Things came to a head when she began to notice money going missing. She said she had received a bonus in work that was quickly taken from her account.

She said: “We were getting a bit of work done in the house, but I knew it couldn’t have been all that. I thought my card had been scammed. I went to the police. Some of the ATMs listed I knew I hadn’t been at. He said he wasn’t at them. But then he obviously realised I was going to figure it out.”

Rachel said she really didn’t know what Stephen was up to, but maybe subconsciously had an idea.

“I said to him ‘is it drugs?’,” she said. “I was in pure shock. I went into shutdown mode. The kids were with us. I said we’ll just get them home to bed.

I said to him then that you’ll pack your bags and you’ll leave. Just pack your bags and leave. I was very cold. I also rang his parents because part of me didn’t want to send him off alone. He was very vulnerable but at the same time, on that day in my head I was like ‘you’re gone’.

Seeking help

The next day, she called him with a clear choice: give up drink and drugs and get help, or she’d be gone. Rachel’s stance made it clear to Stephen that he needed to seek help.

“There was a big part of me that wanted to change,” he said. “When I got that ultimatum the drinking or drugging hadn’t stopped yet. I was still in that addictive behaviour.”

He then checked in to the Rutland Centre for treatment for his addiction. “I thought I’d go in there, and they’d just fix me,” he said. “I didn’t realise how much work I’d have to put in myself.

I’d have to bring an awareness to the parts of me that would block my recovery, and bring home the real impact I was having on Rachel and the kids. Those six weeks were powerful.

The pair outlined one specific instance that really hit home. They had told their eldest child that daddy had gone to a place to “teach him how to love us again”.

“For me, that was a big wake up moment,” Stephen said. “Whatever was going on, this wasn’t just about me. Recovery wasn’t just about me. It was also about them.”

He said that the recovery journey was a difficult one, involving a lot of learning how to manage his thoughts and identify the behaviours that would emerge when he was drinking or doing drugs.

Inside the Rutland Centre, he was surrounded by counsellors there to offer him support.

Outside the centre, however, Rachel was having to deal with it on her own. She was looking after their children, and going to visit regularly.

“I learnt a huge amount about addiction, and about myself in those few weeks,” she said. “The kids were well looked after but it was a terrible time.

I remember three weeks into it. I brought something up to him that was wrong. He got annoyed and then I realised how much shit I was taking at that point. I said to him ‘you’re on your own’. I decided I wouldn’t go up and see him. And that’s not like me. I’d become a bit of a caretaker so I started to stand up for myself. Then we made up after that. That was a change.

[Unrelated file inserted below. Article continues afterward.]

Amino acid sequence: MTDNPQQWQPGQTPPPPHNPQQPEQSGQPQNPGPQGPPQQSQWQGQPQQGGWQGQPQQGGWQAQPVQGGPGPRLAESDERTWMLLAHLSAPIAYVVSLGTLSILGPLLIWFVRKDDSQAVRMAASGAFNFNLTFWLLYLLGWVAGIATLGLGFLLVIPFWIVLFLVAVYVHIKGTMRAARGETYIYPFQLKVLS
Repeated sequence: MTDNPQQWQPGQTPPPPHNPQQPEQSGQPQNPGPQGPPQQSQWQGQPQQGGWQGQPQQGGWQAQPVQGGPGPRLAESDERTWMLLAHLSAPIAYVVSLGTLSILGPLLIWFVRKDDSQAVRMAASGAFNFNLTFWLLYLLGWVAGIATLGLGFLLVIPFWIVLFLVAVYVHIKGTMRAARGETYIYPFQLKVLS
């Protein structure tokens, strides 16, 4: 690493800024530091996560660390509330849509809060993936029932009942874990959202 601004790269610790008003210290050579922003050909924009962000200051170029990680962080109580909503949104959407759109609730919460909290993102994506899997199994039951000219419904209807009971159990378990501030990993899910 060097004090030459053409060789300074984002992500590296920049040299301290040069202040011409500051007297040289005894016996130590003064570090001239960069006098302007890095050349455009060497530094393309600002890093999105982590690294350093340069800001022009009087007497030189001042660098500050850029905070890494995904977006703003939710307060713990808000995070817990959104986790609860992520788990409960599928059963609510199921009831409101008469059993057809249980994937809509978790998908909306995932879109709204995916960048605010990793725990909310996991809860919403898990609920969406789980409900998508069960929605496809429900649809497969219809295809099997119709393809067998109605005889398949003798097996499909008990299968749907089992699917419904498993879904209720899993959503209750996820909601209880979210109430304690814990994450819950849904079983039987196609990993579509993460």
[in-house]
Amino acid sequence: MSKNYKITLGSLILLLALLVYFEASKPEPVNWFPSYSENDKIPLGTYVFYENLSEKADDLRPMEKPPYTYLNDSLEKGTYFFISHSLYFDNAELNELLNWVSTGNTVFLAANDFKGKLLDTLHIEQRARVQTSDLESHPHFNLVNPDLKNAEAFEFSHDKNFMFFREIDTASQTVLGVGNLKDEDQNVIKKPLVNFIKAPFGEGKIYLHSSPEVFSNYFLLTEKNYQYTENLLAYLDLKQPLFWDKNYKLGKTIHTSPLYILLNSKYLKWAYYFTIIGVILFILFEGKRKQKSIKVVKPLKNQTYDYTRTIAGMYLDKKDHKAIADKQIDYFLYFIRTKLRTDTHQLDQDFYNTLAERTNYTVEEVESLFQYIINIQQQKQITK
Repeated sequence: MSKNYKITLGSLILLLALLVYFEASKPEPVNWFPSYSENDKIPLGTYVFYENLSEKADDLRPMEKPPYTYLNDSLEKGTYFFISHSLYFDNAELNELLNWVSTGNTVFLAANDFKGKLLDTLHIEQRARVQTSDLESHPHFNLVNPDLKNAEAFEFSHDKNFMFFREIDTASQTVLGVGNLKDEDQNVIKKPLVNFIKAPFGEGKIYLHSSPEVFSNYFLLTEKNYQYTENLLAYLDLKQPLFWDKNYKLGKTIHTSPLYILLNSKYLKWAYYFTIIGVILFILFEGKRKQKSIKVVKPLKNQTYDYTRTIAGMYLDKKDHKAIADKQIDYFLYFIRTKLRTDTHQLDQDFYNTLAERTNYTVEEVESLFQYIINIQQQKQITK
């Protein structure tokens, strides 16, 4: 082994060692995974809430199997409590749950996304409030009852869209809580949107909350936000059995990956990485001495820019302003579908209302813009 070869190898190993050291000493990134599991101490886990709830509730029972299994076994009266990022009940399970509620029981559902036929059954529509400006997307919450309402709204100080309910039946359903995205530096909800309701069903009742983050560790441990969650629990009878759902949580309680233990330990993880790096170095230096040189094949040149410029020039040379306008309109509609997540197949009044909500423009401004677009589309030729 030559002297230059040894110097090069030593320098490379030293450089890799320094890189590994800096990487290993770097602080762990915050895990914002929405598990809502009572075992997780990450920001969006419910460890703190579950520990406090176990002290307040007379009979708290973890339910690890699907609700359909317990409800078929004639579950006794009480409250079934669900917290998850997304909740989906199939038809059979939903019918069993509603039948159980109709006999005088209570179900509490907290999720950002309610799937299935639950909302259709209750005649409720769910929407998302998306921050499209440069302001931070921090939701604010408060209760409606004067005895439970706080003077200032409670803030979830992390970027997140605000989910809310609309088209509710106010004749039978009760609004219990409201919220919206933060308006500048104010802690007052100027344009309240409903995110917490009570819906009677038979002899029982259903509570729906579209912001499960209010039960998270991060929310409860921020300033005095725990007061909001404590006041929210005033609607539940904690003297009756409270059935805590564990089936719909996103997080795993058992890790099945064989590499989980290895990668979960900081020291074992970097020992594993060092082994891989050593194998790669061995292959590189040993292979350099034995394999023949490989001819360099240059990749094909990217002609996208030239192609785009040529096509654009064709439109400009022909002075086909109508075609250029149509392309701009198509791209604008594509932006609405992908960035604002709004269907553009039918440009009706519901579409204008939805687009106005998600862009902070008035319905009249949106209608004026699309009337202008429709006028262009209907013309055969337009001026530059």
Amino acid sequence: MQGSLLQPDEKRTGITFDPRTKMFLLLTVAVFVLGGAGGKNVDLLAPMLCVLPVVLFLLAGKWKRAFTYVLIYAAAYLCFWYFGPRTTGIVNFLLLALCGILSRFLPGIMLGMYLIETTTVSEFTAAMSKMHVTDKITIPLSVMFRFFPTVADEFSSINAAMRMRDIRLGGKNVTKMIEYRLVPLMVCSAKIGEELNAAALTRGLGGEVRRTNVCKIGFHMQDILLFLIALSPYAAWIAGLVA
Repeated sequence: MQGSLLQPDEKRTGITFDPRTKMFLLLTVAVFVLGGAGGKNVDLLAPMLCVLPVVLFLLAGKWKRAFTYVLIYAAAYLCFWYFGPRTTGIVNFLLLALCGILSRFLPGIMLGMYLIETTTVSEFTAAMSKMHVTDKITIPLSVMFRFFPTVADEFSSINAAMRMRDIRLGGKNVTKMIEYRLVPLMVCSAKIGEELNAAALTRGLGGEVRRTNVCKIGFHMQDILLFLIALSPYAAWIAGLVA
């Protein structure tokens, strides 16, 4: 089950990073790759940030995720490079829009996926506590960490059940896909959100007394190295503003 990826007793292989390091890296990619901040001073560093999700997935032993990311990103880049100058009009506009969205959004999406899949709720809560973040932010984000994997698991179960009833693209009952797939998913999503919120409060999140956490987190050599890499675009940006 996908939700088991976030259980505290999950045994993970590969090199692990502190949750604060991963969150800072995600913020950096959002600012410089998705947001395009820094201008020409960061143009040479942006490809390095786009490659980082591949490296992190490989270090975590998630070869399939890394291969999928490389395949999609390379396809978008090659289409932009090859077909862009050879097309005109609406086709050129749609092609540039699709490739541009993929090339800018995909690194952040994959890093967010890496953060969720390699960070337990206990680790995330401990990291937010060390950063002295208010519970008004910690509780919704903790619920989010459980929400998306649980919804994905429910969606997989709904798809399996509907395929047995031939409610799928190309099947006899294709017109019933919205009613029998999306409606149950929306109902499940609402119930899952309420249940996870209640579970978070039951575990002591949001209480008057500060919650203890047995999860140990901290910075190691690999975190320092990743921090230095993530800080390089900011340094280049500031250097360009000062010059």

Road to recovery

It was with the support around him that Stephen really began to turn things around. “I recognised I was wrong,” he said. “It wasn’t okay for me to do this. She deserved an apology.

“I was sitting in a treatment centre with counsellors all around me. She was out there dealing with the world… that addictive behaviour was still present, and I had to work on that.”

And he did. Stephen managed to give up alcohol and drugs, and has been sober for quite some time.

He said: “For us, they say the early stage of recovery is the first five years. It’s a long journey. We had made a decision that we would try this relationship. We were always fundamentally good friends. We both got lost.”

Rachel agreed. She said that at the time she felt like she’d lost her best friend but, after rehab, she got a “much better version” of her best friend back.

They both attended aftercare sessions at the centre which drove home how many others were in a similar situation to them.

“I actually got to hear everyone else’s story,” she said. “It blew me away. This wasn’t just us going through this. It reinforced that this wasn’t my fault. For a long time, I didn’t think I was good enough, or he doesn’t love us enough. It really drove home for me. It opened my eyes.”

A ‘normal’ life

So how are they now? Stephen went and re-trained, and now also works to help those in the addiction field.

Rachel also volunteers in addiction services, while their eldest child is studying social and community work.

“We have good days and bad days, but we give each other that space,” she said.

Stephen said: “For me, in terms of this relationship, the greatest gift of recovery has been to be able to go back to my life. Having my family back. Being a husband, a father, a friend. It’s been a journey.

Tomorrow is our wedding anniversary. When I was going for treatment, I didn’t envision the two of us would be sitting here having this conversation.

His wife added: “We’ve both worked so hard to get here. Without that care he received, I don’t think we’d be sitting her right now.”

Stephen and Rachel are huge supporters of Recovery Walk Ireland, an awareness day to celebrate and build awareness of addiction and recovery. The 7th edition of the Ireland Recovery Walk takes place this 15 September.

*Names have been changed to protect the identities of those involved